In this project, we model and test the reactions of the sorbent at a nano scale to understand how water on the resin governs the interactions between all the ions on the resin. These tests lead to the development of a novel efficient nano-structural CO2 capture absorbent, driven by low-cost water.   Capturing and concentrating CO2 from air for enhanced biological growth has several key advantages, including:  

  • Eliminating transport costs.
  • Removing pollutants.
  • Enabling carbon neutrality.
  • Scaling to need.
  As we scale up prototypes to remove CO2 from air, these efforts will optimize for automation, mass production, regeneration of sorbent material, temporary storage and transport media and monitoring of loading states.

Atmospheric capture, enrichment and delivery

This project seeks to integrate a system to capture and deliver a desired level of CO2 to feed to invigorate micro algae growth for fuels or high-value products. This project is supported by the U.S. Department of Energy, Office of Energy Efficiency and Renewable Energy Targeted Algal Biofuels and Bioproducts program under Award Number DE-EE0007093.

Chemical conversion of CO2

The chemical conversion of CO2 advances our research from CO2-enriched air to purer concentrations that can turn into a value-added product.

Sustainable hydrocarbons, liquid fuels from air and water

This research explores the topic of making liquid fuels from CO2 captured from air to create a feedstock for making liquid fuels through the fischer-tropsch process. The high energy density and ability to store and transport liquid hydrocarbons presents a transformative option for a carbon-neutral future.

Safe and permanent removal of CO2 from air with carbonates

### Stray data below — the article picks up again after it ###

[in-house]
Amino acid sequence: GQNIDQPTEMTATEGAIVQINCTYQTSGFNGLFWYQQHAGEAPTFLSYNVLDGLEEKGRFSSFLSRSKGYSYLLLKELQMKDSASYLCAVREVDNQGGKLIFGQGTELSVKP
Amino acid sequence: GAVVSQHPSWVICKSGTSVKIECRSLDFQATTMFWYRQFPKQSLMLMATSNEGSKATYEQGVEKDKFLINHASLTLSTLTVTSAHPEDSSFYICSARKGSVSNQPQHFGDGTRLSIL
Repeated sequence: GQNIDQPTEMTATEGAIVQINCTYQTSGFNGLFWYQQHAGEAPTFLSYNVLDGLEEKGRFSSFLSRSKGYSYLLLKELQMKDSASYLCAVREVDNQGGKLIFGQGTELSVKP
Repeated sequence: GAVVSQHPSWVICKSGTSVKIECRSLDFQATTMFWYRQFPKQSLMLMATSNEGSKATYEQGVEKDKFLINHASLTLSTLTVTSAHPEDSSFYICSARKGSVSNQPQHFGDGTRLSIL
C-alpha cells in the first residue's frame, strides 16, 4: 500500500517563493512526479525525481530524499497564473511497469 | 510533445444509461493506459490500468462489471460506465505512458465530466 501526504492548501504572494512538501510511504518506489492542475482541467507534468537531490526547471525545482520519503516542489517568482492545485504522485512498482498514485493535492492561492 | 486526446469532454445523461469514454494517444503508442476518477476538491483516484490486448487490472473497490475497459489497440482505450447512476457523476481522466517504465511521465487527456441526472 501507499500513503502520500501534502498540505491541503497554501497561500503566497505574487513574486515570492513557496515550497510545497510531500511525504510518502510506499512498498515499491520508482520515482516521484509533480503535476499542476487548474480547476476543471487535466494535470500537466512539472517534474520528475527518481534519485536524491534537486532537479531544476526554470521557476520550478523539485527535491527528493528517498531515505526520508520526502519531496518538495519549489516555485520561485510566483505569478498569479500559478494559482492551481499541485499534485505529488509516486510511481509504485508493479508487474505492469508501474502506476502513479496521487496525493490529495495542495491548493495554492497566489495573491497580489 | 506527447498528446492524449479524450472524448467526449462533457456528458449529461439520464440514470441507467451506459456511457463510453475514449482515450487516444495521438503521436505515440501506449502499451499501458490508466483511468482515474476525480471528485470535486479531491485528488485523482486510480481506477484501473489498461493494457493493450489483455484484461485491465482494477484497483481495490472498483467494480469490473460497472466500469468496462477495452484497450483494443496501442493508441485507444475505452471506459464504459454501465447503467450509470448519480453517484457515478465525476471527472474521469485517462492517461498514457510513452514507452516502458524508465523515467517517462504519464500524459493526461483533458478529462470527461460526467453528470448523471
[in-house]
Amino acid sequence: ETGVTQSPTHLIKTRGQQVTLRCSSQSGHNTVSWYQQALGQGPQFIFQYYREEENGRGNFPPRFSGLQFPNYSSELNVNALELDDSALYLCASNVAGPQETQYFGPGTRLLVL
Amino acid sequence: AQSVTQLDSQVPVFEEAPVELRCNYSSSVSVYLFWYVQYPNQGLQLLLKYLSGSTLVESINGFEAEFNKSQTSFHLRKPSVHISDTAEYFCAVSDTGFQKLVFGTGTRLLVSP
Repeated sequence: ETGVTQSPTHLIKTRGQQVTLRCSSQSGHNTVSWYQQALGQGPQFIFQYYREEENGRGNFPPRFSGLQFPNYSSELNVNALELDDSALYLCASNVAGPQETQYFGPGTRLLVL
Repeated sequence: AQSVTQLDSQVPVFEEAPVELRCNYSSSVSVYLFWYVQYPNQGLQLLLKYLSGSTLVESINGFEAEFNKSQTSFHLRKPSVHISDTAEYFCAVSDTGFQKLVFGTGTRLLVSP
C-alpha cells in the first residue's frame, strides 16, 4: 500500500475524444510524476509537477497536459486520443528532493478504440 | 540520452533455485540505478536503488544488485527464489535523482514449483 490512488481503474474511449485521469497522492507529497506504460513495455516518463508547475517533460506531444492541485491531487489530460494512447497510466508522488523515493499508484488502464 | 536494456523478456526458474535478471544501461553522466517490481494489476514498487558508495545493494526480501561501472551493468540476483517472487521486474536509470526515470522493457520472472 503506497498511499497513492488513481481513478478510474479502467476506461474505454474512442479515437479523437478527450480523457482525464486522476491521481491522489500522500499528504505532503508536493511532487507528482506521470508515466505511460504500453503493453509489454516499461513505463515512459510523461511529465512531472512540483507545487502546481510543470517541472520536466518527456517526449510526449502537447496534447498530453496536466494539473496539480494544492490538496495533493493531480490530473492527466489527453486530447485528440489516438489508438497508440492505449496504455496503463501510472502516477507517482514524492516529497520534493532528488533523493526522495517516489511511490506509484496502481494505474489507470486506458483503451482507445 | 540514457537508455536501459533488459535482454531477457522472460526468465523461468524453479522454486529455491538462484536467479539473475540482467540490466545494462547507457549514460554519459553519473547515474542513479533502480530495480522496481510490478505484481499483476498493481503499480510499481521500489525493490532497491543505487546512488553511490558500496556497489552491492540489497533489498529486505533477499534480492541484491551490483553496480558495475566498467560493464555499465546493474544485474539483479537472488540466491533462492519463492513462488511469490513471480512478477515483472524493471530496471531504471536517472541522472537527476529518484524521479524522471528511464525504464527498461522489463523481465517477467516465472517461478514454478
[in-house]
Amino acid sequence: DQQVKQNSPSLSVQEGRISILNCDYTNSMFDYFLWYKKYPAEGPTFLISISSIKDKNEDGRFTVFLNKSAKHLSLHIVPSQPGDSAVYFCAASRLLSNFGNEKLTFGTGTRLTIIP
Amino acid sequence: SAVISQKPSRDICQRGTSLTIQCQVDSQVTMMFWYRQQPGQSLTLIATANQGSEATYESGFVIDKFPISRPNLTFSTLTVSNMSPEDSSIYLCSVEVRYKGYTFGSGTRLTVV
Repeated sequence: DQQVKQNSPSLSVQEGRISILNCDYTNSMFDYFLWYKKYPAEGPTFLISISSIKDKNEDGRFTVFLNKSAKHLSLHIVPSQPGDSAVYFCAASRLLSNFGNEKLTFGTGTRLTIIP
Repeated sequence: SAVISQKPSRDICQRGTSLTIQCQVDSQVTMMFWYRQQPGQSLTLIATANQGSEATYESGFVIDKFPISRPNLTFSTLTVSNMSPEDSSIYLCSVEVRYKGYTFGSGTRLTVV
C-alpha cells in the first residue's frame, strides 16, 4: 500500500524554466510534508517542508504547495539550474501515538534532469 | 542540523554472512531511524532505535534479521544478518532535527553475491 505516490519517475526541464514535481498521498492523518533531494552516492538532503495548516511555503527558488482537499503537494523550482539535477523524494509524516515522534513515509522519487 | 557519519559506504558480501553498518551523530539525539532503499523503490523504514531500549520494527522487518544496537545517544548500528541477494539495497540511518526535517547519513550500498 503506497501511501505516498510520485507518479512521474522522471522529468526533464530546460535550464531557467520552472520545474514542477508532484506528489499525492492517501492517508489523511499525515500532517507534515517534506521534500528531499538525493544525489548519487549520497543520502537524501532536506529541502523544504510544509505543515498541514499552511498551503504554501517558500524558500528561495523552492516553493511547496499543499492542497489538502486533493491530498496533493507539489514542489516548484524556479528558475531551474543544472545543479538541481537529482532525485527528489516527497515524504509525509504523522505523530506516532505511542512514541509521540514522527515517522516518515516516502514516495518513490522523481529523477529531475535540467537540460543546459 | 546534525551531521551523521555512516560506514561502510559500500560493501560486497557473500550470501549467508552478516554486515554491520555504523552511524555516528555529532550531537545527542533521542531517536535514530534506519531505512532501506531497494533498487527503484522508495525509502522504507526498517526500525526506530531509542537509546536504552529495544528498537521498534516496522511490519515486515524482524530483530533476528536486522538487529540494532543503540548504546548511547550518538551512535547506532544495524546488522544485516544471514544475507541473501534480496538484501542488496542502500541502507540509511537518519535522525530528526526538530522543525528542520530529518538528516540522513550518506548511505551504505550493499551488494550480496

Without safe and permanent storage of CO2, negative emissions are not possible. Our research in this area explores the most effective methods for disposing of CO2 captured from air through transferring the gas into a carbonate. Given the siting challenges posed to carbon storage from public opposition, geologic favorability, and potential infrastructure costs, capturing CO2 from air for storage permits high degrees of flexibility.


This research explores the reactions of CO2 in salt water to determine the safety and sequestration of potentially storing CO2 from air in the oceans. Saline water can also be an advantageous transfer medium to further inform design decisions that require storage buffers.

Small-scale mineralization

Mineralization is a safe and permanent disposal of CO2. It involves using minerals, such as olivine and serpentine, which is a mineral of magnesium silicate, and converting it into carbonates. Because air capture is, by nature, small in relation to carbon capture and storage, which injects CO2 underground, this approach looks at minerals that exist in abundance to carbonate ex-situ.

Creating oxygen

Oxygen is a valuable and life-enabling gas. We apply our expertise and interest in modular systems and scaling laws to develop projects that can scale rapidly from mass manufacturing and automation.

Making oxygen from CO2 on Mars

This project explores the theoretical possibility to create oxygen from CO2 to enable life on Mars. This project is supported by a grant from NASA to support the Mars Oxygen ISRU Experiment.

Splitting water into oxygen

Innovative air separation systems that can reduce the cost of oxygen at all scales will create many more new opportunities for cleaner energy and lower-priced fuels and chemicals. This project is a process that can operate at any scale and can be used to split water molecules into oxygen and harmless gases. Our research focuses on developing noble metal coatings for niobium membranes that minimally interfere with hydrogen transport, but effectively prevent oxidation by air and/or water.